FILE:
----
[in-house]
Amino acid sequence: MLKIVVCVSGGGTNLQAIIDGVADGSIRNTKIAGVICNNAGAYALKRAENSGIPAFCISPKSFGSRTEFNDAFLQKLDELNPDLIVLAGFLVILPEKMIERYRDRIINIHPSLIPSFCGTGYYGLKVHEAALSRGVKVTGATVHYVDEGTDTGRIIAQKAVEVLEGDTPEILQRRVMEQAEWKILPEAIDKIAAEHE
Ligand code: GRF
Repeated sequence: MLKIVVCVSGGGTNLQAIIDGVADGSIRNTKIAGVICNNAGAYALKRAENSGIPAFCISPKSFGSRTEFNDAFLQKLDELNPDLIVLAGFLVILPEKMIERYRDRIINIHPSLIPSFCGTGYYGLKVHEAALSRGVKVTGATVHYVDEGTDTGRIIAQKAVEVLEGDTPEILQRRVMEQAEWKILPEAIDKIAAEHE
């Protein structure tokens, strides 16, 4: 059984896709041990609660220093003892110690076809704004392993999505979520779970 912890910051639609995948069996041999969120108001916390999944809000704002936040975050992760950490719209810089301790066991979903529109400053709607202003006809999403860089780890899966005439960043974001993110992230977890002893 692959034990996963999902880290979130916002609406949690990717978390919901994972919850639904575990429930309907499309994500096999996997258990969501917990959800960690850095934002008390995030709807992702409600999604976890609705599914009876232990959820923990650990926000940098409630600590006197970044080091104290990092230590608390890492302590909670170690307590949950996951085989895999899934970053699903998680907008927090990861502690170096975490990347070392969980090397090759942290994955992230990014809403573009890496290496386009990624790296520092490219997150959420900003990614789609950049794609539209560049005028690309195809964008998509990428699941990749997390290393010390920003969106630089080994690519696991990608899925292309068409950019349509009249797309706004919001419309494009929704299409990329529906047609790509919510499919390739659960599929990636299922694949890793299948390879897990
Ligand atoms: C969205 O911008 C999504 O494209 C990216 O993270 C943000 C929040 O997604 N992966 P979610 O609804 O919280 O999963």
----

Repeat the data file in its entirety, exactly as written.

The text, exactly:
[in-house]
Amino acid sequence: MLKIVVCVSGGGTNLQAIIDGVADGSIRNTKIAGVICNNAGAYALKRAENSGIPAFCISPKSFGSRTEFNDAFLQKLDELNPDLIVLAGFLVILPEKMIERYRDRIINIHPSLIPSFCGTGYYGLKVHEAALSRGVKVTGATVHYVDEGTDTGRIIAQKAVEVLEGDTPEILQRRVMEQAEWKILPEAIDKIAAEHE
Ligand code: GRF
Repeated sequence: MLKIVVCVSGGGTNLQAIIDGVADGSIRNTKIAGVICNNAGAYALKRAENSGIPAFCISPKSFGSRTEFNDAFLQKLDELNPDLIVLAGFLVILPEKMIERYRDRIINIHPSLIPSFCGTGYYGLKVHEAALSRGVKVTGATVHYVDEGTDTGRIIAQKAVEVLEGDTPEILQRRVMEQAEWKILPEAIDKIAAEHE
């Protein structure tokens, strides 16, 4: 059984896709041990609660220093003892110690076809704004392993999505979520779970 912890910051639609995948069996041999969120108001916390999944809000704002936040975050992760950490719209810089301790066991979903529109400053709607202003006809999403860089780890899966005439960043974001993110992230977890002893 692959034990996963999902880290979130916002609406949690990717978390919901994972919850639904575990429930309907499309994500096999996997258990969501917990959800960690850095934002008390995030709807992702409600999604976890609705599914009876232990959820923990650990926000940098409630600590006197970044080091104290990092230590608390890492302590909670170690307590949950996951085989895999899934970053699903998680907008927090990861502690170096975490990347070392969980090397090759942290994955992230990014809403573009890496290496386009990624790296520092490219997150959420900003990614789609950049794609539209560049005028690309195809964008998509990428699941990749997390290393010390920003969106630089080994690519696991990608899925292309068409950019349509009249797309706004919001419309494009929704299409990329529906047609790509919510499919390739659960599929990636299922694949890793299948390879897990
Ligand atoms: C969205 O911008 C999504 O494209 C990216 O993270 C943000 C929040 O997604 N992966 P979610 O609804 O919280 O999963």